Hammersmith reflections

This time a guest blog by Sian Alexander (Lyric Hammersmith)

Welcome back to our blog “Hammersmith Reflections” where our Trustees share with us their thoughts about Hammersmith United Charities and our local area. This time we have a special guest writing for us: Sian Alexander, Chief Executive of the Lyric Hammersmith. Keep on reading to find out more about the Lyric, what they do and their role as an organisation at the heart of Hammersmith.

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The Lyric has an extraordinary history in Hammersmith. There’s been a theatre on this site for more than 120 years – not quite as long as Hammersmith United Charities – but plenty long enough to be firmly rooted in our local community.

Forty-five years ago, the Lyric was threatened with demolition to make way for a new shopping and housing complex. There was a huge public outcry and, at the eleventh hour, the local council decreed that the Lyric’s exquisite Matcham plasterwork auditorium would have to be preserved and painstakingly reconstructed in a new theatre above the Kings Mall Shopping Centre, where the theatre stands today: a Victorian auditorium above a 1970s shopping centre and now with a state-of-the art 21st Century extension on the side.

So we owe our very existence to the people of Hammersmith, and it’s this history that gives the Lyric such a strong sense of community ownership. In response to this, we feel a real responsibility to play a leading civic role locally, opening up the arts and creativity to all, and ensuring the Lyric fulfils its obligation to be an iconic cultural hub for west London.

The Lyric Hammersmith. Copyright Jim Stephenson 2015

It’s three years since we reopened with our Reuben Foundation Wing extension which houses new education and creative spaces.  Working with our 9 partner organisations here at the Lyric – DanceWest, TriBorough Music Hub, Action on Disability, Amici, Musiko Musika, New English Ballet Theatre, TEAfilms, Turtle Key Arts and Zoonation – we run an extensive programme of creative classes and activities, after school and in the holidays with over 40,000 attendances by young people age 0 – 25 in the last year alone. We know that 40% of young people attending come from Hammersmith and Fulham and more than 80% from the west London area. We also work with local schools, providing artists in residence, teacher training and networks, and opening our spaces for workshops and performances.

Inclusivity is very important to us and we pride ourselves on being a warm, open and inclusive space in Hammersmith. We run a wide range of pioneering programmes to ensure that the arts are open to all young people including those who are marginalised in some way. This includes those who are not in education, employment or training; those who are in care; who are disabled; who are newly arrived; or in the criminal justice system. A brilliant example of this is our Journeys company of disabled and non-disabled performers who recently performed in our Evolution Festival of young artists, with the support of Hammersmith United Charities.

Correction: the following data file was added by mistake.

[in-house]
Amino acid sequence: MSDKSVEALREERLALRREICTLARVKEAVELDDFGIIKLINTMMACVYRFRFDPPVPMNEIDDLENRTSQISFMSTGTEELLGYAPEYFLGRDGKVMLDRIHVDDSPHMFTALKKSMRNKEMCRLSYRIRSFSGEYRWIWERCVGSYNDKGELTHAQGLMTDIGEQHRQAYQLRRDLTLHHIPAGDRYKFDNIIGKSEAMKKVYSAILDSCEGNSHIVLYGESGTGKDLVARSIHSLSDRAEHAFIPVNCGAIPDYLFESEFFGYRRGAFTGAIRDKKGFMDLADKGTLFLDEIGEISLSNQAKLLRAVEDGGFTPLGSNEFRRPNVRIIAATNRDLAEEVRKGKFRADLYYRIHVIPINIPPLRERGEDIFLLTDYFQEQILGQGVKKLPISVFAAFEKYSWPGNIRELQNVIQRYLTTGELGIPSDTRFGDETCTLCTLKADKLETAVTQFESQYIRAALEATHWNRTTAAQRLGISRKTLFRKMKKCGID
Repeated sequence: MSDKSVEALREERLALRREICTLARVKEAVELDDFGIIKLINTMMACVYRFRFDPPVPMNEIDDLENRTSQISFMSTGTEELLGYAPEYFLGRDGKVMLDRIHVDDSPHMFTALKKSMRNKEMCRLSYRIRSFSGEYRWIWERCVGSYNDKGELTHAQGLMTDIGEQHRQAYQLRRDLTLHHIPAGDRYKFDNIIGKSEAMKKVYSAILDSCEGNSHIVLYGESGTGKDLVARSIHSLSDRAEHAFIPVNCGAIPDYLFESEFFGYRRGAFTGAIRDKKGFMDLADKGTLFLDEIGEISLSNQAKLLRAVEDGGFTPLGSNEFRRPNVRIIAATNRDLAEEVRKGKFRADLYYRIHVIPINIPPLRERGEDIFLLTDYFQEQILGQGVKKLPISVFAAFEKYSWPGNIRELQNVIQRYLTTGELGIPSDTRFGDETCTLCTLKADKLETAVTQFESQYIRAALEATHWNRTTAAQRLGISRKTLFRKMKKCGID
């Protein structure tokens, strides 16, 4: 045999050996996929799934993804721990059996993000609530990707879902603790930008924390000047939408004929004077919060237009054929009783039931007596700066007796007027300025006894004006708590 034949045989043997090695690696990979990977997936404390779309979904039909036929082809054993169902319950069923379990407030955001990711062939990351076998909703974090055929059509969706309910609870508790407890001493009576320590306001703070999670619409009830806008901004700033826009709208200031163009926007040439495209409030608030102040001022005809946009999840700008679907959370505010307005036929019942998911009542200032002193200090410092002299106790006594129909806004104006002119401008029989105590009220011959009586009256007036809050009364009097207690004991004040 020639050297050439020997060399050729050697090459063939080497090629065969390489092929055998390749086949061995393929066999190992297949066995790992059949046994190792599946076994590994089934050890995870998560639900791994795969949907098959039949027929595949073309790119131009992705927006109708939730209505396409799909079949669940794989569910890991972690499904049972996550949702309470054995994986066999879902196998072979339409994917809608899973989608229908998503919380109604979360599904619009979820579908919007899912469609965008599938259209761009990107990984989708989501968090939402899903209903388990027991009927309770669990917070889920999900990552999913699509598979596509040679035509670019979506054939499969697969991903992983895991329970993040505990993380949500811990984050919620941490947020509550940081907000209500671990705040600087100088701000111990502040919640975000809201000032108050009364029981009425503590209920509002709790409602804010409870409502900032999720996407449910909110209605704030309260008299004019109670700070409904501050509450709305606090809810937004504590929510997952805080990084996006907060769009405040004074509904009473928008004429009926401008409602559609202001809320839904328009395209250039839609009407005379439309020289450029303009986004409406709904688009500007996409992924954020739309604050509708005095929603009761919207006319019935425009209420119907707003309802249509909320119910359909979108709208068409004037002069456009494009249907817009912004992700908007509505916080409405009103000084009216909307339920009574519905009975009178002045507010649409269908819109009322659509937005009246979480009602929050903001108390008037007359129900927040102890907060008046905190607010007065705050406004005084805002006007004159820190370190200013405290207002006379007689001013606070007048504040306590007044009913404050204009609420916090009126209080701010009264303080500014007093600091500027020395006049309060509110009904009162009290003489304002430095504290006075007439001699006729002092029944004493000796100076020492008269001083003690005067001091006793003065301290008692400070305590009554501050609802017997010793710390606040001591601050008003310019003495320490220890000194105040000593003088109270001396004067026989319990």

As Chief Executive of the Lyric Hammersmith I see first hand every day the power of the arts to change lives.

We are passionate about making sure that young people from all walks of life have the opportunity to explore and express their creativity, developing essential life skills such as confidence, team work and self esteem along the way.

But we’re also here for them if they discover a real talent and ambition to forge a career in the creative industries. We can help them find pathways into further training or employment and we provide a platform for young artists to make and share their work. The creative industries, after all, are one of the fastest growing employment sectors in the UK.

But if the Lyric is at the heart of Hammersmith, at the heart of the Lyric is our beautiful auditorium. We are very proud to be one of the UK’s leading producing theatres with an award-winning programme that has everything from bold and adventurous contemporary theatre to big musicals to London’s best panto. Oh yes we do!

But if the Lyric is at the heart of Hammersmith, at the heart of the Lyric is our beautiful auditorium. We are very proud to be one of the UK’s leading producing theatres with an award-winning programme that has everything from bold and adventurous contemporary theatre to big musicals to London’s best panto. Oh yes we do!

If you haven’t been to the Lyric before or would like to try something new, why not sign up for Free First Night? Every year we give around 2500 free first night tickets to people who live or work in Hammersmith or Fulham, many of whom haven’t been to the theatre before.

The Lyric is a charity, and grateful for the support of enlightened funders like Hammersmith United Charities. We’re also grateful for the support of the people of Hammersmith – by buying tickets, hiring our spaces and eating and drinking in our bar, restaurant and café you are contributing to all our work on and off stage and helping to ensure that the Lyric is a vibrant community resource for at least another 120 years in the future.

I hope to welcome you to the Lyric soon.

Sian Alexander
Chief Executive
Lyric Hammersmith

Hammersmith United Charities Response to Coronavirus (COVID-19)